I left the session frustrated, having learned not heck of a lot again.  When were they going to get to the part that pertained to me?  When were we going to start creating a bunch of recipes that we could  use when we got home?

The third week they had a psychologist and two physical therapists.  The goal was to get us to see that we really don’t move very much and that maintaining an active lifestyle is conducive to healthy living.  They made us take a quiz where we could score anywhere from a 5 to 15 (you couldn’t score below 5) and it measured how active we are in our daily lives.  It asked if we take the stairs, have an active job, walk to the store, etc… I scored a 14.  They started telling us that instead of getting our milk delivered, we should walk to the store.  Take the stairs for two flights instead of the elevator.  Walk two to three miles a day.  If we do these things and add in exercise, we will lower our chance of cancer recurrence.

Cue hand raised high in the sky.

“What role does genetics play in this?”

“It can’t really help if you are genetically predisposed.”

They kept talking more.  Cue hand up again.

“Well, what if you do these things already?  What if you have been doing them for years?  What then?  You’re telling me to keep doing what I’m doing!  But here’s the thing.  I got cancer anyway!  I’ve been walking to the store, taking the stairs, roasting my vegetables, eating a balanced diet.  I’m far from perfect but I do all these things.  So, what am I supposed to do NOW?  Why did I get cancer if I’ve been doing everything you’re saying to do to prevent it from coming back?  And do I keep doing what I’ve been doing?  What are you saying?  Better luck next time?”

And I started to cry.  I was so angry.  Furious, in fact.  That they had the nerve to put me in this room for three weeks just to tell me to keep on keepin’ on.  That I’m doing great.  But the thing is, I’m not.  I got cancer.  No amount of broccoli in the world was going to change that.  No amount of stairs, push-ups or quinoa.  I don’t know why I got cancer.  I just did.  Because life sucks sometimes.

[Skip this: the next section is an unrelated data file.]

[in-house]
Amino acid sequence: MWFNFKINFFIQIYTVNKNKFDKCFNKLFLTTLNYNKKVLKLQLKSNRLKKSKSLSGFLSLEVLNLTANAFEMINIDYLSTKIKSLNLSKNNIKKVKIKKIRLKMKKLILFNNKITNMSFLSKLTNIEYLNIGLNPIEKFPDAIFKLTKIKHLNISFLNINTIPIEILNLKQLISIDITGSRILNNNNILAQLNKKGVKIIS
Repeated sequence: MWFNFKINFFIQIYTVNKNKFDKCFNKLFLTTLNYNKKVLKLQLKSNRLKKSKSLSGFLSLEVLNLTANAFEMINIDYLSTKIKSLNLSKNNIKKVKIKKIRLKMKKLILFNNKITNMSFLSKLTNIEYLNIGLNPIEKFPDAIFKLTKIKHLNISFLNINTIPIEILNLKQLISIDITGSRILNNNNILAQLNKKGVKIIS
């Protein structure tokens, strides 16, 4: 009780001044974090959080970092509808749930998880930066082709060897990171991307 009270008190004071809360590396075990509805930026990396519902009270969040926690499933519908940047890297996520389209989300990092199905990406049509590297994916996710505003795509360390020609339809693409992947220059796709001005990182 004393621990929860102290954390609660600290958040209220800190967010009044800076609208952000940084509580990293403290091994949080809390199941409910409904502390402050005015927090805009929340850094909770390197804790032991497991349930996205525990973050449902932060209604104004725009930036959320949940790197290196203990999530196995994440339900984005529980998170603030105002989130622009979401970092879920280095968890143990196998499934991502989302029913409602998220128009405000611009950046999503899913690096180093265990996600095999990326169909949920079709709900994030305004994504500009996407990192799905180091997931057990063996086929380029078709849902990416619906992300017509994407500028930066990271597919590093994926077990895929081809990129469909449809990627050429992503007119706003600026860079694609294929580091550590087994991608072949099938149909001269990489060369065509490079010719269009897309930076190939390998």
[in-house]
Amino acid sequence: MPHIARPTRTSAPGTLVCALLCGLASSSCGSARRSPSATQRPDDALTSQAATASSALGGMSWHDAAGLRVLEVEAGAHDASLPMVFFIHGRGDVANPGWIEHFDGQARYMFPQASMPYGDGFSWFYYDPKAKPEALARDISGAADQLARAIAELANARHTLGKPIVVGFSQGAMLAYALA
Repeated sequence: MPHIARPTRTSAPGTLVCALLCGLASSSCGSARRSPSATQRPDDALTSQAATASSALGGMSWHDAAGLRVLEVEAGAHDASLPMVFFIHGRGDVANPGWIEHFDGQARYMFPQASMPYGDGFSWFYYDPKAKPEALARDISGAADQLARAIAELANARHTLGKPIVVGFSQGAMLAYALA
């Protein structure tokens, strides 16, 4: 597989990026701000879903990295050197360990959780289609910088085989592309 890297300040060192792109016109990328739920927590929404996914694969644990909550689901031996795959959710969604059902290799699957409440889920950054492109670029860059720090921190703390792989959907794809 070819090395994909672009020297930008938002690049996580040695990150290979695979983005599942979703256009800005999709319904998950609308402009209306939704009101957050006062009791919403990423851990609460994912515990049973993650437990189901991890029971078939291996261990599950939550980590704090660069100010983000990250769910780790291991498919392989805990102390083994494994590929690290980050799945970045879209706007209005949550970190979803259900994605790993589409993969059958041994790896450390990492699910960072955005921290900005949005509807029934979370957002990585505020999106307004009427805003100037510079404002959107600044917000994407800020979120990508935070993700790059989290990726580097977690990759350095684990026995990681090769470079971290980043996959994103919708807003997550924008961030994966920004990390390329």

But here’s the thing.  I like to be in control.  I want to make sure this never happens to me again.  So I put a lot of hope into this study and I was let down.  The other women in my group assured me that they were learning a great deal.  I believe them.

In education, we talk a lot about differentiation.  We teach in classes with students of all levels and abilities.  As educators, we are expected to teach in a way that is inclusive of each student, from those who are the most in need of guidance to those who need to be challenged more and everyone in between.  In this class, this study, there was no differentiation.  They taught to the lowest level.  There was nothing for me.  So I left.  I walked out, crying, but I didn’t turn back.

It’s a shame, really.  To leave a place realizing, once again, I have no control.

The message was loud and clear.  Better luck next time.

Advertisements

15 thoughts on “Better Luck Next Time

  1. Great post, Carrie! I totally relate. Have you thought of forming a group of like minded folk who are at your level, to focus more specifically on your needs?